Now he finds himself tasked with leading their bid to rebound from a game-two loss to the Royals in Kansas City on Wednesday that knotted American baseball’s best-of-seven championship showcase at one game apiece.

“Obviously it’s the biggest stage, it’s the pinnacle of baseball,” he said. “This is what everybody hopes and dreams for throughout their career. It’s obviously a bigger, brighter stage, but at the end of the day it’s the same game we’ve played all year.

“It’s the same game we’ve played our whole lives. It’s just going out there and controlling those emotions and understanding that it’s still a simple game. You’ve got to go out there and make pitches, have a solid game plan and be mentally and physically prepared.”

He’s prepared not only to take on Kansas City hitters, but also to try to inhibit the Royals’ aggressive baserunning style.

The Royals’ 31 stolen bases in the regular season were the most in the American League.

Royals manager Ned Yost, whose team is back in the post-season for the first time since winning their only title in 1985, believes speedy runners can put pressure on opposing pitchers, pulling them out of their rhythm as they try to hold runners on base.

“That’s the idea behind it,” he said. “You want to try to divert some of the attention away from the pitcher’s main focus, which is concentrating on getting that hitter out, and having some of that focus go over here. It helps the hitters.”

Said Hudson of the challenge: “You obviously have to be concerned with it.

“You have to vary your times. You have to be a little quicker to the plate than you normally are. You can’t have the same cadence every pitch to the plate. They’ll take second, third on you every time.”


- Pivotal game three -


Hudson is well aware what’s on the line on Friday.

In World Series that have been tied at one game each, the team winning game three has gone on to win the series 66 percent of the time.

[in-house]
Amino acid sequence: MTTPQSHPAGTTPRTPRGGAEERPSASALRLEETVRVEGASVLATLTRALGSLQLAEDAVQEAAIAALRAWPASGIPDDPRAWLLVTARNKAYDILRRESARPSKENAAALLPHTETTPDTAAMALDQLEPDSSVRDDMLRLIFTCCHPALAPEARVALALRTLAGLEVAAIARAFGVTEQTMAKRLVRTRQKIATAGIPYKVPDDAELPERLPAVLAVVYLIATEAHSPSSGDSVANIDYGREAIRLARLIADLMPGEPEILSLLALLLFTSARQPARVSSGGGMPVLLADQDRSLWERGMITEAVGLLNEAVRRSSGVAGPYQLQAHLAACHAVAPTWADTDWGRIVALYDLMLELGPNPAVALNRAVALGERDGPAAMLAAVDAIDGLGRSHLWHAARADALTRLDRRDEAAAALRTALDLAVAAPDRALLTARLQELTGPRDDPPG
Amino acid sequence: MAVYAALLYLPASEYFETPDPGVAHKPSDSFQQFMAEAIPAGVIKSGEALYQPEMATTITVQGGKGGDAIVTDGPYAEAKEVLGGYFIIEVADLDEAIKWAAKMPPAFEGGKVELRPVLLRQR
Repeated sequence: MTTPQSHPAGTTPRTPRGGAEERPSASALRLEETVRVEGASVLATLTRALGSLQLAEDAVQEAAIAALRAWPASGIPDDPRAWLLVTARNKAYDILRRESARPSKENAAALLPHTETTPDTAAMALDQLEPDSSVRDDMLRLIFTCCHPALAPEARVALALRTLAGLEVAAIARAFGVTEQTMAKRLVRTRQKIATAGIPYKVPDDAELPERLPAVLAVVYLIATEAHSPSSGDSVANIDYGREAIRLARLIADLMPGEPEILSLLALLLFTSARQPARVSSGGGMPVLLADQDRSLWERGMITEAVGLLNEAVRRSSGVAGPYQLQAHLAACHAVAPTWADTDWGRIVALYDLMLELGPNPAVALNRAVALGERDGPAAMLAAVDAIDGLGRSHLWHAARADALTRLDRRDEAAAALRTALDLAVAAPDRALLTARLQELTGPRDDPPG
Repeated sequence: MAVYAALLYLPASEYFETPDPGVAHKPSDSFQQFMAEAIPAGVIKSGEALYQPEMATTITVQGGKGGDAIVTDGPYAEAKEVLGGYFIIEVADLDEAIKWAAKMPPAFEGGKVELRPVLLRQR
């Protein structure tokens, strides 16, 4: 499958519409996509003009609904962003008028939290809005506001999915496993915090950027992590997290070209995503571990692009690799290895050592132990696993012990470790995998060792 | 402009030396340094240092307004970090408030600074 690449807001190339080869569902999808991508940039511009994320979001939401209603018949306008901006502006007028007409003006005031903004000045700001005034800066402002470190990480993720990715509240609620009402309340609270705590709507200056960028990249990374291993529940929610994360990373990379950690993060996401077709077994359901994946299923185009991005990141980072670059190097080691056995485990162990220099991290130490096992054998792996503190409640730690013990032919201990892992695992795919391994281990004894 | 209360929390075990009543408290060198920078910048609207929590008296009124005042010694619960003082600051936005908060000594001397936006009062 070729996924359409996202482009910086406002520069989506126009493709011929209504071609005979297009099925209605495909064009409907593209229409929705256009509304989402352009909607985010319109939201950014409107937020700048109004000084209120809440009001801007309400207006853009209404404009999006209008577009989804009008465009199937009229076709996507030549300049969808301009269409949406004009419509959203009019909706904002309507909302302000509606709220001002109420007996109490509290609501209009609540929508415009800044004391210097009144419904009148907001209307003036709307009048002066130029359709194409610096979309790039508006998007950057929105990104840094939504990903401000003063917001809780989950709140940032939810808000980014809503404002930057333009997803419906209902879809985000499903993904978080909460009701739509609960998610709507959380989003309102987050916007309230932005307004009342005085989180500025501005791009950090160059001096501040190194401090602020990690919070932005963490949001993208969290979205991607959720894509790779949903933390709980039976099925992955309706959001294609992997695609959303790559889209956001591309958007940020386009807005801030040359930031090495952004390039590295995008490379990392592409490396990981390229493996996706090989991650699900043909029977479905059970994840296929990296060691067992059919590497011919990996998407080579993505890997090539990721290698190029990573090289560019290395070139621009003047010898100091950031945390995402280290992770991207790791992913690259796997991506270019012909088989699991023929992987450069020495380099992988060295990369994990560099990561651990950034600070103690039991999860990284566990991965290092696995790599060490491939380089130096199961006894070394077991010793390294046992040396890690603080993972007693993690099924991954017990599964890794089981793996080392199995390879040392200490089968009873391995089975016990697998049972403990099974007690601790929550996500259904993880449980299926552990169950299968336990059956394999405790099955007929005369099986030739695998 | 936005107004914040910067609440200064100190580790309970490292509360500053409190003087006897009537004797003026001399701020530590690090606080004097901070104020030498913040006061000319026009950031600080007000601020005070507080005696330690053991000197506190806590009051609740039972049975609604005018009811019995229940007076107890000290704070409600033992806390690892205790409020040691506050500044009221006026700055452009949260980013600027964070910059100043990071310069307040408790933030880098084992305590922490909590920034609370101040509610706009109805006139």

“It’s all of a sudden essentially a five-game series right now,” he said.

Giants hurler Madison Bumgarner baffled Kansas City hitters as San Francisco won the opener in Kansas City 7-1.

Yost said bouncing back with a 7-2 game-two triumph was crucial for the Royals. 

“For me, it wasn’t necessarily a must-win game, but it was as close to a must-win game as you can get,” said Yost, who gives the ball to pitcher Jeremy Guthrie on Friday.

Guthrie, a 10-year veteran, is playing in his first post-season.

In his one prior playoff start, he allowed one run in five innings against Baltimore in game three of the American League final.

“Our guys are really confident,” Yost said. “We feel pretty good where we sit right now.”

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Bloopers and Behind the Scenes from “Murder Muffins”

We murdered together, we ate together, we laughed together because that's what you do whenever Sp4zies in the house! CTDM!

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Thanks Mats 'Prosthetic' Andersson for the Swedish intro! https://soundcloud.com/mrblueberry-1

Hands on: Pixelmator for iPad is a valuable tool for artists and photographers

Pixelmator has long been a favorite among artists and photographers seeking an alternative to the subscription-based Adobe Photoshop. Its appearance onstage at Apple’s most recent event to introduce its eagerly awaited iPad app has certainly given Pixelmator’s profile a boost. Now that it’s here — just in time for iOS 8 — we took Pixelmator for iPad for a spin and found it a solid contribution to the slate of image editors out there for the iPad, and especially useful for those already using Pixelmator. With the mobile Pixelmator, available for iOS only, you can create drawings and paintings from scratch or pull photos in…